This Library of America volume gathers all the long fiction published by the beloved Mississippi writer Eudora Welty. Throughout her long and storied career, Welty has been most famous, perhaps, for her short stories. But it's in her novels that she attempted some of her most ambitious and powerful creations: the idiosyncratic fable that isThe Robber Bridegroom
, drawing on legends, local history, folktale, and myth; the underrated, wickedly funny short novelThe Ponder Heart
; andLosing Battles
, a familial epic 15 years in the making and begun in bits and pieces while Welty cared for her sick mother. In a strange inversion of the author's usual career trajectory, Welty's only attempt at aroman à clef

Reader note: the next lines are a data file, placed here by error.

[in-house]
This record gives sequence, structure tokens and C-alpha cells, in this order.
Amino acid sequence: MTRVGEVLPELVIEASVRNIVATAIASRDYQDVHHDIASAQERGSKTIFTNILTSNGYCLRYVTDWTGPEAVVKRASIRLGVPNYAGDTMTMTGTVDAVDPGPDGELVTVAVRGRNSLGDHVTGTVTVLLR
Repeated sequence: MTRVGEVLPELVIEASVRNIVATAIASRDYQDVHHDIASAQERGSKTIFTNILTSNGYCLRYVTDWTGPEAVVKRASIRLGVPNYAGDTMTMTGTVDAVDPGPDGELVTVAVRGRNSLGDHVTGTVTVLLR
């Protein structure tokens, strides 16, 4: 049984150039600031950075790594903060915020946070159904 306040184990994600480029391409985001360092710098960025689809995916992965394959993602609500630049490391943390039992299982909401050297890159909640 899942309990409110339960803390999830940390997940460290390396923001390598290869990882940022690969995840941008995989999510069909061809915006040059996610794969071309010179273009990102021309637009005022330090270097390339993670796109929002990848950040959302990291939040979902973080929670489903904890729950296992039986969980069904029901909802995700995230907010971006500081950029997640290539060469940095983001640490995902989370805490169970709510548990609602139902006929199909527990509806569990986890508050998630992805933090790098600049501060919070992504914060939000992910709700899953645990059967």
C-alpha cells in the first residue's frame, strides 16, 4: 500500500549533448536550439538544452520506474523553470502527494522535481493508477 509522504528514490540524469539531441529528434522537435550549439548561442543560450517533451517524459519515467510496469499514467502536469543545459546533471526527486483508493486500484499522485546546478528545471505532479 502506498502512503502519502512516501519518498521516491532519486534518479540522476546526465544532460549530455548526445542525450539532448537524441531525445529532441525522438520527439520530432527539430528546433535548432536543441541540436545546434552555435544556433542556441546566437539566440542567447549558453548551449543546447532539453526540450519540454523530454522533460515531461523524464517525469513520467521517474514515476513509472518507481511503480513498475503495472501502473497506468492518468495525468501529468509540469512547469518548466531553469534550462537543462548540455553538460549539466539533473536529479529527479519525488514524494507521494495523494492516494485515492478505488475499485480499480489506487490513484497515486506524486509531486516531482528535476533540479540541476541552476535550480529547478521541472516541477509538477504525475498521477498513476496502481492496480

came late in life, with thePulitzer Prize
-winningThe Optimist's Daughter
, the quiet, moving, largely autobiographical story of a woman coming to grips with her father's death. The novels alone earn Welty a place as one of the finest writers our century has produced; taken together with the Library of America companion volume,Stories, Essays, & Memoir
, it's a body of work that William Maxwell calls "beyond human power of praising." Welty rarely strayed for long from the place of her birth, but her fiction is as capacious as the human heart itself. Like Faulkner, she has taken her own corner of Mississippi and made it encompass the world.